“We focus as a family on quality versus quantity. I think the water skiing component has always kept her fighting because she loves it so much,” Pelletier said. “Water skiing gives her an ability and an outlet to be successful and competitive in a sport without feeling that she can’t.”

Combs chose The University of Alabama not only to experience life in the South and to join a nationally ranked water ski team, but also because Birmingham is home to the largest cystic fibrosis clinic in the nation.

“That gave way for a lot of opportunity with that part of my life,” Combs said. “When I found that out, it all just kind of fell into place.”

Besides their daily at-home routines, cystic fibrosis patients make frequent visits to the hospital to receive important treatments they cannot get at home. Some people may find it hard to find a balance between attending a major university, competing in a sport and attending regular doctor appointments, but Combs has found the perfect balance. She said because she has done this her whole life, it’s much easier for her.

“It is just a lifestyle. If I had to wake up one day and just do it, I can’t. It’s all I know,” Combs said. “Professors are relatively understanding about it. I am definitely no straight-A student, but I get by. In the long run, it doesn’t affect my school work as much as it could.”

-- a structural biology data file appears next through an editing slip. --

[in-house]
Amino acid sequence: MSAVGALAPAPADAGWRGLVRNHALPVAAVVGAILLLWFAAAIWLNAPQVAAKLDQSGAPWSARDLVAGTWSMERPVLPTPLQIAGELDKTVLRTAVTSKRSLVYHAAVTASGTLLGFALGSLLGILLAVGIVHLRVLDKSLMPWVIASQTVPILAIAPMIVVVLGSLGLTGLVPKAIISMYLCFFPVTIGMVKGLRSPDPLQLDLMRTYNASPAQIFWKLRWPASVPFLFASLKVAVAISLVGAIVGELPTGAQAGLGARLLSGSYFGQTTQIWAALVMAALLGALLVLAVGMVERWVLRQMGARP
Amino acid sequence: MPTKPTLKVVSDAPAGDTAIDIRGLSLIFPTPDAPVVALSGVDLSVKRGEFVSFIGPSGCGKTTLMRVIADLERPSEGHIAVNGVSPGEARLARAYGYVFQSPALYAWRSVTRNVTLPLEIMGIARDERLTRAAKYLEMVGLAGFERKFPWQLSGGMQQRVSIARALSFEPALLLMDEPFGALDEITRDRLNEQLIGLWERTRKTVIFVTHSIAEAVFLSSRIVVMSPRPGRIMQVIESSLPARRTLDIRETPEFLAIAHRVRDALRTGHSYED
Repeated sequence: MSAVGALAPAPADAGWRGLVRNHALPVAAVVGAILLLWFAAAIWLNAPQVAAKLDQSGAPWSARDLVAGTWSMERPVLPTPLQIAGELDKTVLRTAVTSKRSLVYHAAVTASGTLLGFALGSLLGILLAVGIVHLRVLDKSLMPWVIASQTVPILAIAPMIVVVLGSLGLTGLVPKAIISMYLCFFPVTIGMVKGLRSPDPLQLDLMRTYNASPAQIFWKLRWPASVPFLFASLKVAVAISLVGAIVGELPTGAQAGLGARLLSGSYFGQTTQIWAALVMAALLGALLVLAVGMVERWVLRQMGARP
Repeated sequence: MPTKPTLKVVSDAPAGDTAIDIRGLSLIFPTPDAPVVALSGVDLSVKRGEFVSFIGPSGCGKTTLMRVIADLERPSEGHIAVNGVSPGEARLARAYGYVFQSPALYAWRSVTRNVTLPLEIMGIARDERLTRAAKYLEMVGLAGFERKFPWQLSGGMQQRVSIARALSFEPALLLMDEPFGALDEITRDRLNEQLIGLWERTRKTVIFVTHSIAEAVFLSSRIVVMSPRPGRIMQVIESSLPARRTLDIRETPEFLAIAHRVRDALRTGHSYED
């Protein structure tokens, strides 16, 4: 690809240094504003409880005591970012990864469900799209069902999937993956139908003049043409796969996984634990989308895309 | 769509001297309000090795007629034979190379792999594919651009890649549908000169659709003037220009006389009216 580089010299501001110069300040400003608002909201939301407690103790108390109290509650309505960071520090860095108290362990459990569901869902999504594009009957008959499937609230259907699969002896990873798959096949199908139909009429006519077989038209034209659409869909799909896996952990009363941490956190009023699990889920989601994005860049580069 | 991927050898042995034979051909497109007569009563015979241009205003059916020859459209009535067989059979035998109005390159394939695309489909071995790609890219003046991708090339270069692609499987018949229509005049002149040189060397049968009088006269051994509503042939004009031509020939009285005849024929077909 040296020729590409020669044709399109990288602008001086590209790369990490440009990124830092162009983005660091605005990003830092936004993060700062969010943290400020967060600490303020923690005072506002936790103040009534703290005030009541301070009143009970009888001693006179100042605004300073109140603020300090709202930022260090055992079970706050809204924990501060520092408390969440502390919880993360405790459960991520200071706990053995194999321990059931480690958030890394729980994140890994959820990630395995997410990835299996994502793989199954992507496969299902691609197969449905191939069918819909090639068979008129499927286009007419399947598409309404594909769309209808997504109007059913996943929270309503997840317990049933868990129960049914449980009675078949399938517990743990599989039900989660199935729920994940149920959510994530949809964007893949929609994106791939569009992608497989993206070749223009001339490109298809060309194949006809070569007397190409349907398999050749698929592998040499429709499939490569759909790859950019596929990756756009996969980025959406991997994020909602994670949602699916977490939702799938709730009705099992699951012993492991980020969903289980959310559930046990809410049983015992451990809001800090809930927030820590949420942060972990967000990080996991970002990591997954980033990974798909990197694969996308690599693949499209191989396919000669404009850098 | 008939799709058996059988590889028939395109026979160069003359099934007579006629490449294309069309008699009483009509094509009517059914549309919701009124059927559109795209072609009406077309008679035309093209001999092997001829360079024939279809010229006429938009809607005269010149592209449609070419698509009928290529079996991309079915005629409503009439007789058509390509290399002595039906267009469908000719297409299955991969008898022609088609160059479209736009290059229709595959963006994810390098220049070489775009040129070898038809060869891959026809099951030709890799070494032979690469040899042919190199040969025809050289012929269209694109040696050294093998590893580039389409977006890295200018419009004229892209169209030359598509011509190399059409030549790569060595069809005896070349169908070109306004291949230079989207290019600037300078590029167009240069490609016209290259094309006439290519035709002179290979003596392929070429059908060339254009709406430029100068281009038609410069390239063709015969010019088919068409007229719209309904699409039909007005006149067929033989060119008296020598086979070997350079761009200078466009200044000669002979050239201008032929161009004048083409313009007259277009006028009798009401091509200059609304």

With a degree in psychology, Combs hopes to work with children that are living with chronic illnesses. Because water skiing has helped her cope with cystic fibrosis, Combs hopes to create a program that will allow other children to experience the same opportunities she was able to experience.

“I want to be able to integrate activity into children’s lives because I think that is one of the huge reasons that I am doing as well,” Combs said. “It’s not just the CF. It’s the water skiing, because that was something that always drove me to be better, and it was so much fun as well. I was exposed to amazing people, and I want to be able to give kids the opportunity to try that stuff out as well, because I think even if you’re practically immobile, there are ways, there are things that you can do to make you feel the way water skiing made me feel.”

Combs said she also believes that by creating a program that will allow children to do things they didn’t think were possible she can create role models for younger patients to look up to.

“I feel like if I had an example of someone who was in my position, who had to fight for their ability to live and then was relatively successful at it, that would motivate me so much to just work harder, and I want to do that, and hopefully one day I will be successful enough to do that,” Combs said.

Combs said she is grateful for her experiences and opportunities thus far, and instead of feeling sorry for herself for having a terminal illness, she is grateful for it.

“I think that the cystic fibrosis in itself gave me the opportunity just to appreciate and remove myself from the situation momentarily to see what I have and just love it,” she said.

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Water ski athlete competes with cystic fibrosis